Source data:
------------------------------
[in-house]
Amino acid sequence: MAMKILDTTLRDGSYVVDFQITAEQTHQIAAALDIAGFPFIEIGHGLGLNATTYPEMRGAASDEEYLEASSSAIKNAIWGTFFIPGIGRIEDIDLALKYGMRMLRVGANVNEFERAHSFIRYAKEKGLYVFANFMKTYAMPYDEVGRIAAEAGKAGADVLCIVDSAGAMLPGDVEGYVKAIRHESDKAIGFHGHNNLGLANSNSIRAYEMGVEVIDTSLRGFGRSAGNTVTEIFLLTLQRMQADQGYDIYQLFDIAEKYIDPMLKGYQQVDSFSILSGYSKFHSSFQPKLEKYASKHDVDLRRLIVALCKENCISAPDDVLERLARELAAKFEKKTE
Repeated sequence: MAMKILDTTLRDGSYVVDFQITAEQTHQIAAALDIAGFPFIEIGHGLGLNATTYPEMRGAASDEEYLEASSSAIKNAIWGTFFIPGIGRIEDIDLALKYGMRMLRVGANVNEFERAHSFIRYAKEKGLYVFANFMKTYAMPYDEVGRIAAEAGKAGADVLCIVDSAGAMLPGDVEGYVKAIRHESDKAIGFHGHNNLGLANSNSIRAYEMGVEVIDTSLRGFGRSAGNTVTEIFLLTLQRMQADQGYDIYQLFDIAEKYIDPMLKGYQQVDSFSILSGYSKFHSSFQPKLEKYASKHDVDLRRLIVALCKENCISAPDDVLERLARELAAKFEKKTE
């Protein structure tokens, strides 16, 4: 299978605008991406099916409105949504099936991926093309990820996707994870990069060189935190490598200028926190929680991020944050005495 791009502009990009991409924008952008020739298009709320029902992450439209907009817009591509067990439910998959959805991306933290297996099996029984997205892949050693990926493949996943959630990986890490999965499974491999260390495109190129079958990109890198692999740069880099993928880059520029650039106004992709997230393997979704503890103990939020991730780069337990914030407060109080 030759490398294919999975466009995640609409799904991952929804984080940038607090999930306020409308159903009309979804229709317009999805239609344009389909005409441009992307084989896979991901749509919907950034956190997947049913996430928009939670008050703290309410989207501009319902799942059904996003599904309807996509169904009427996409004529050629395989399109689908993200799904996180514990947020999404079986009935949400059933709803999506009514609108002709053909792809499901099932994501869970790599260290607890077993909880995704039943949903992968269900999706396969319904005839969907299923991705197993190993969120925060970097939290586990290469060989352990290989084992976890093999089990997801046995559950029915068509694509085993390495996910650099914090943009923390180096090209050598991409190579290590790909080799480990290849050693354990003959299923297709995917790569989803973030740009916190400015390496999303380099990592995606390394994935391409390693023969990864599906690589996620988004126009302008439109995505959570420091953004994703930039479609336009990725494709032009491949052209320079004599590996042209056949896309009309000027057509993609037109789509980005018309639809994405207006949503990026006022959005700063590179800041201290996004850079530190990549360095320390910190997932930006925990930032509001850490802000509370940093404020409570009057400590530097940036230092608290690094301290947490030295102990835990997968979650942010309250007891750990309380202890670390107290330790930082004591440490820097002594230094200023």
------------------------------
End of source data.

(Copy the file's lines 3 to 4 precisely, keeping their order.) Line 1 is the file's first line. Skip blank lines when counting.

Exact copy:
Repeated sequence: MAMKILDTTLRDGSYVVDFQITAEQTHQIAAALDIAGFPFIEIGHGLGLNATTYPEMRGAASDEEYLEASSSAIKNAIWGTFFIPGIGRIEDIDLALKYGMRMLRVGANVNEFERAHSFIRYAKEKGLYVFANFMKTYAMPYDEVGRIAAEAGKAGADVLCIVDSAGAMLPGDVEGYVKAIRHESDKAIGFHGHNNLGLANSNSIRAYEMGVEVIDTSLRGFGRSAGNTVTEIFLLTLQRMQADQGYDIYQLFDIAEKYIDPMLKGYQQVDSFSILSGYSKFHSSFQPKLEKYASKHDVDLRRLIVALCKENCISAPDDVLERLARELAAKFEKKTE
């Protein structure tokens, strides 16, 4: 299978605008991406099916409105949504099936991926093309990820996707994870990069060189935190490598200028926190929680991020944050005495 791009502009990009991409924008952008020739298009709320029902992450439209907009817009591509067990439910998959959805991306933290297996099996029984997205892949050693990926493949996943959630990986890490999965499974491999260390495109190129079958990109890198692999740069880099993928880059520029650039106004992709997230393997979704503890103990939020991730780069337990914030407060109080 030759490398294919999975466009995640609409799904991952929804984080940038607090999930306020409308159903009309979804229709317009999805239609344009389909005409441009992307084989896979991901749509919907950034956190997947049913996430928009939670008050703290309410989207501009319902799942059904996003599904309807996509169904009427996409004529050629395989399109689908993200799904996180514990947020999404079986009935949400059933709803999506009514609108002709053909792809499901099932994501869970790599260290607890077993909880995704039943949903992968269900999706396969319904005839969907299923991705197993190993969120925060970097939290586990290469060989352990290989084992976890093999089990997801046995559950029915068509694509085993390495996910650099914090943009923390180096090209050598991409190579290590790909080799480990290849050693354990003959299923297709995917790569989803973030740009916190400015390496999303380099990592995606390394994935391409390693023969990864599906690589996620988004126009302008439109995505959570420091953004994703930039479609336009990725494709032009491949052209320079004599590996042209056949896309009309000027057509993609037109789509980005018309639809994405207006949503990026006022959005700063590179800041201290996004850079530190990549360095320390910190997932930006925990930032509001850490802000509370940093404020409570009057400590530097940036230092608290690094301290947490030295102990835990997968979650942010309250007891750990309380202890670390107290330790930082004591440490820097002594230094200023």